Type of publication:
*Deane L.; *Williams S.; *Cielecki L.; *Burley S.
Breast Cancer Research 2021, 23(Suppl 1):P57
Background: Due to the immense pressure to provide capacity for women with breast symptoms, to be seen within two weeks, a new innovative role has been created to provide increased capacity. Introduction: The breast services see many women with conditions that are benign and easily identified upon ultrasound. The majority of these conditions occur in women under the age of 40years. The role of an advanced clinical practitioner was created to answer a service need. This role requires a highly specialised cohort of skills combining breast image interpretation, breast ultrasound and breast biopsying alongside a range of clinical competences enabling autonomous practice within clear governance.
Method(s): A new clinic was created for under 40 aged women only requiring only a breast clinical specialist and an advanced clinical practitioner, using ultrasound for assessment. Unexpected findings suspicious upon ultrasound-would be redirected to the next consultant led clinic for full imaging assessment and biopsy.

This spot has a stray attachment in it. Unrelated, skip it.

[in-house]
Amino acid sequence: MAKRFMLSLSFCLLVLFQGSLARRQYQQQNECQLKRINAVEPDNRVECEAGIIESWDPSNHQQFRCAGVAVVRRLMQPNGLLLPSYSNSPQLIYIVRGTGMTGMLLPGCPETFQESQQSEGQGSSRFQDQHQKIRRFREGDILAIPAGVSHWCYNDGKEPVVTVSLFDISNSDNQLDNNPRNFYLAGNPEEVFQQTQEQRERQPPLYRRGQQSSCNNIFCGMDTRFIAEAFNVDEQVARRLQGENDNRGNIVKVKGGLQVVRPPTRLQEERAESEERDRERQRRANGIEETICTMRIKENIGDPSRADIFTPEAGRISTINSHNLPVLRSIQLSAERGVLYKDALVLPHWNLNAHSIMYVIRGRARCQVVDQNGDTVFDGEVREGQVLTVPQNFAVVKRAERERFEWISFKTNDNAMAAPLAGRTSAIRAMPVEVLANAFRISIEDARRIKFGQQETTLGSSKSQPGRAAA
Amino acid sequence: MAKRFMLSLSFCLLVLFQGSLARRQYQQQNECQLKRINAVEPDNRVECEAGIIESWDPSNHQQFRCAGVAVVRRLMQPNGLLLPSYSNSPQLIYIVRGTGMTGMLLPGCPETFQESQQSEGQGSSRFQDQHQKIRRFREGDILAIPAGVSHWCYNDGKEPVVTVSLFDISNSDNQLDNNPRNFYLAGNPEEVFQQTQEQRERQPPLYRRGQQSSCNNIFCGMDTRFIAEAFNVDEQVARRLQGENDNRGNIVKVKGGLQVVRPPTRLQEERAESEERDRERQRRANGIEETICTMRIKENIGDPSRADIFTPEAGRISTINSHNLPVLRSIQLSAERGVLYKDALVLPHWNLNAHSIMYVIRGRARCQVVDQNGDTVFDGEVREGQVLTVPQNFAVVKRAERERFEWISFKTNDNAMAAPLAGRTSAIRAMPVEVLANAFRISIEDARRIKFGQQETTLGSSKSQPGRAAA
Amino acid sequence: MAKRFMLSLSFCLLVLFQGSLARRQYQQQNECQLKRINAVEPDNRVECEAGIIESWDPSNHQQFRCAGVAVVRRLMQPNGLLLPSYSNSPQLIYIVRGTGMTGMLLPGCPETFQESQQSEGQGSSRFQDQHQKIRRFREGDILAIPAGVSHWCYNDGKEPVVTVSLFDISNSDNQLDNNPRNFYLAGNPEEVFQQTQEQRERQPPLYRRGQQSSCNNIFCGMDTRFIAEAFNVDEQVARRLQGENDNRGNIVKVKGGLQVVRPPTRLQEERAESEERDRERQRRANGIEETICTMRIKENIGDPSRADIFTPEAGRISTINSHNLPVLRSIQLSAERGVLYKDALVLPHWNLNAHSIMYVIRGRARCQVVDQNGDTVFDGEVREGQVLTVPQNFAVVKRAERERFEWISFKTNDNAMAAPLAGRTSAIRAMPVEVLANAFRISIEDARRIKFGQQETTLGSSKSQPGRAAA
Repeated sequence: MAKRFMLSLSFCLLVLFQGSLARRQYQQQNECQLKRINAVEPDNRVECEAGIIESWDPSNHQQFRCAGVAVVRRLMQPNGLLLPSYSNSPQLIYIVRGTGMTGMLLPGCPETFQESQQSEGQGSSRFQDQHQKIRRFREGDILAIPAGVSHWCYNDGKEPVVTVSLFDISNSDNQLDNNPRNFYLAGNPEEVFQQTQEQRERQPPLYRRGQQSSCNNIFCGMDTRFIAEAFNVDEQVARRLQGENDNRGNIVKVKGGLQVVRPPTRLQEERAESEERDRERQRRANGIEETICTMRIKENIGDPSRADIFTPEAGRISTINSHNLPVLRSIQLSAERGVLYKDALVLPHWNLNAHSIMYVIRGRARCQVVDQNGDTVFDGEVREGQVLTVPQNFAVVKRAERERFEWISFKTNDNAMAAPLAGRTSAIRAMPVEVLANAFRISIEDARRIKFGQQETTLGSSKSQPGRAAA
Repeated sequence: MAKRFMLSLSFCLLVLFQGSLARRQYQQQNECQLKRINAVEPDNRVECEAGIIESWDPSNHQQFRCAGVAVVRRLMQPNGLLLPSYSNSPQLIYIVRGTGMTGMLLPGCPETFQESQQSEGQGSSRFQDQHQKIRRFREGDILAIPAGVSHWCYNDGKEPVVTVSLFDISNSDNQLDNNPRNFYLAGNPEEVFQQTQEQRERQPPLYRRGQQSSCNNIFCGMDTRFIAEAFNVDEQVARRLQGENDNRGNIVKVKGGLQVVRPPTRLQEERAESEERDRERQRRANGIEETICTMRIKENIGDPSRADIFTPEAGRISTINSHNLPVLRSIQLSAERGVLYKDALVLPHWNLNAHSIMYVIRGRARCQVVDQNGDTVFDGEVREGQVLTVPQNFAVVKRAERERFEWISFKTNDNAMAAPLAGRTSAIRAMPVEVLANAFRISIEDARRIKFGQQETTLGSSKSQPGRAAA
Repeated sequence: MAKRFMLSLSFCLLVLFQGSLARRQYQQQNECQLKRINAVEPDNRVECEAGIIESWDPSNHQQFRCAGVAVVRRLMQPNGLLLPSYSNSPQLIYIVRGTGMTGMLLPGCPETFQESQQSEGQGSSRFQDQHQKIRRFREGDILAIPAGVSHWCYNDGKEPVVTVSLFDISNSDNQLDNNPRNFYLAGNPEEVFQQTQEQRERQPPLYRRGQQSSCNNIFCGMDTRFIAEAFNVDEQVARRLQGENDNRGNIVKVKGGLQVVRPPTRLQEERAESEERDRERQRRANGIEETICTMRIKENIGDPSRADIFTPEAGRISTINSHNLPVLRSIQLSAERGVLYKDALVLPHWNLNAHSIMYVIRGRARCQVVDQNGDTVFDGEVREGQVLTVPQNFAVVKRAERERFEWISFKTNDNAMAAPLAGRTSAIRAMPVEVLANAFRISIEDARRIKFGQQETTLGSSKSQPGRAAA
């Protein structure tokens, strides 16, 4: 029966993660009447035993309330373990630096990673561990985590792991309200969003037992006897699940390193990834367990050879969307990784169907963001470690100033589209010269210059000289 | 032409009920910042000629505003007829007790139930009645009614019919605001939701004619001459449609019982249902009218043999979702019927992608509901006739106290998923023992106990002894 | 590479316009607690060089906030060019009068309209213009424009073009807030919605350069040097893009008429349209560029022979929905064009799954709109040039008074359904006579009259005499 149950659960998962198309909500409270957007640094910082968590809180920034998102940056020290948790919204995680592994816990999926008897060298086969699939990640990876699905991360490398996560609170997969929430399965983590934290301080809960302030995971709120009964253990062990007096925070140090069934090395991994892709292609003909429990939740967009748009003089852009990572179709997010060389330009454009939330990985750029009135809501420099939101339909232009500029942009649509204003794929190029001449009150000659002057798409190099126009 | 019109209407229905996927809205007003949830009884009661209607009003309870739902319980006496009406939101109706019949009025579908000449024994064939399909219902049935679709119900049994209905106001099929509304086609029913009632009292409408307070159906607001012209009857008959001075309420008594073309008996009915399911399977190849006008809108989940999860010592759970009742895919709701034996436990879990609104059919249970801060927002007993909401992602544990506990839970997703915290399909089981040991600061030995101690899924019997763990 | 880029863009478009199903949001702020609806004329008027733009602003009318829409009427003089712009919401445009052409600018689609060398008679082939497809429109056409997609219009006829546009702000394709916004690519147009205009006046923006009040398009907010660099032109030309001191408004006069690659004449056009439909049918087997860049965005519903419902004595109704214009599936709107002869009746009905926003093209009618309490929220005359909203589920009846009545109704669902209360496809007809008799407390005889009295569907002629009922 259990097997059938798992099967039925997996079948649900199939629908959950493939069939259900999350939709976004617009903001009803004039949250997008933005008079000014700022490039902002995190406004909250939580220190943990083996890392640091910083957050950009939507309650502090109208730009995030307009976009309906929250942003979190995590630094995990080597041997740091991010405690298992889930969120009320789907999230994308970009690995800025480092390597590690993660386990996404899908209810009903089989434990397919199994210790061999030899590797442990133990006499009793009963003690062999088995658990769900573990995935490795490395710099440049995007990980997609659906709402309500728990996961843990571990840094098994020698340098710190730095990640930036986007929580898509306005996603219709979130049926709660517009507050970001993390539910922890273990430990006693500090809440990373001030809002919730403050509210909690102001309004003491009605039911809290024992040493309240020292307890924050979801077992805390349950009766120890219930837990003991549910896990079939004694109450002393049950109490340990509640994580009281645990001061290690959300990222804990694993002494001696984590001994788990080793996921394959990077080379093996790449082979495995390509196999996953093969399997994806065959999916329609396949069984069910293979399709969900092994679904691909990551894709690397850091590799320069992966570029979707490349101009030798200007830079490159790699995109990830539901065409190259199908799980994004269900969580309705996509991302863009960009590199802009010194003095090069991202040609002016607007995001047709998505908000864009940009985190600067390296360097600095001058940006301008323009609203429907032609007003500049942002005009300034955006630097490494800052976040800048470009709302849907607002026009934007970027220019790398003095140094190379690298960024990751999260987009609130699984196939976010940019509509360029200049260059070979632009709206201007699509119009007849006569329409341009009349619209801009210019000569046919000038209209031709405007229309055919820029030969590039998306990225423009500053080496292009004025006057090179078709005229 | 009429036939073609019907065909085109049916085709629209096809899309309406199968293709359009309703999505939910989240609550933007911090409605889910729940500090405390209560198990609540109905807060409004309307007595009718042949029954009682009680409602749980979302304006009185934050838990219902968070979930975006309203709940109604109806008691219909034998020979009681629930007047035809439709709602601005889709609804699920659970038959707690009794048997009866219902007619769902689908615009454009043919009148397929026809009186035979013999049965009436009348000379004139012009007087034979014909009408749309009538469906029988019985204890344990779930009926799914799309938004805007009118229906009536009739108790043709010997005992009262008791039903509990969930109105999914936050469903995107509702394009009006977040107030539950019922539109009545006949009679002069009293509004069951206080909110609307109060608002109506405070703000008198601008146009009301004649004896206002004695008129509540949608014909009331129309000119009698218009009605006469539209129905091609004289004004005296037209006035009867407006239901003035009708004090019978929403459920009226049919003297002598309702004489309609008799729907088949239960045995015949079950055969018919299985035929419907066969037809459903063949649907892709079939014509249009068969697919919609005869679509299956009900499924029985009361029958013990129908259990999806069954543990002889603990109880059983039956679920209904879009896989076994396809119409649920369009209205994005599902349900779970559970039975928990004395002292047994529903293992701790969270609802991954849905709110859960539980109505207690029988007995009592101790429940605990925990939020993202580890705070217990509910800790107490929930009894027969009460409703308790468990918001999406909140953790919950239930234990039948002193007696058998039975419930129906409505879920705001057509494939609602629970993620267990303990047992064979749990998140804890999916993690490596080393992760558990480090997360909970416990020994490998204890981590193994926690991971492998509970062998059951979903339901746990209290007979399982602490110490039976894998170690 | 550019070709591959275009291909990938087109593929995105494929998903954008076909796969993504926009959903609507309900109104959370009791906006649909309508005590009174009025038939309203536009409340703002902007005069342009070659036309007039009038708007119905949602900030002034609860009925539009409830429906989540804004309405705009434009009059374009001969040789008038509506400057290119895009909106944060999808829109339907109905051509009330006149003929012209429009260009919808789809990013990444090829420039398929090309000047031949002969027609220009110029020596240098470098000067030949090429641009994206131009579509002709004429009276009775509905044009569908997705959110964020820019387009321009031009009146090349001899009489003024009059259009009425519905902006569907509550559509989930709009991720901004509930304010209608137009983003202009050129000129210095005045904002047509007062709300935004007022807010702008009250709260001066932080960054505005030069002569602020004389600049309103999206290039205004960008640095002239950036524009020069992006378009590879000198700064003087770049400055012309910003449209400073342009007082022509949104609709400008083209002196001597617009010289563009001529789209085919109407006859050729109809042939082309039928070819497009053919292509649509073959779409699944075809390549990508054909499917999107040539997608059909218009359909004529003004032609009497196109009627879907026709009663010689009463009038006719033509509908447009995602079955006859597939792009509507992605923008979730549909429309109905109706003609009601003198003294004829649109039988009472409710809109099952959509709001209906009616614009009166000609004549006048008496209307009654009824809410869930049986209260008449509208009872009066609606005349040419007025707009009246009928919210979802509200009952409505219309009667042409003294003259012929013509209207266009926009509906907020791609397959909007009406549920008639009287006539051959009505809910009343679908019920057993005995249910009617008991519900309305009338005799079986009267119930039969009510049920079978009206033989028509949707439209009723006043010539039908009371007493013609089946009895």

Result(s): Increased capacity was achieved, without increased costs. Anxiety levels were reduced due to these patients seen within these clinics and more specialist skills could be directed to more complex cases in the traditional cancer clinics.
Conclusion(s): The use of this specialist role has proven to be innovative and specialised in answering capacity issues within the workforce. The ACP role is utilised as a support to all clinics working alongside consultant radiographers as well as in an autonomous role, thereby freeing up the consultants for cases requiring specialist skills. The stability of the breast service has been ensured
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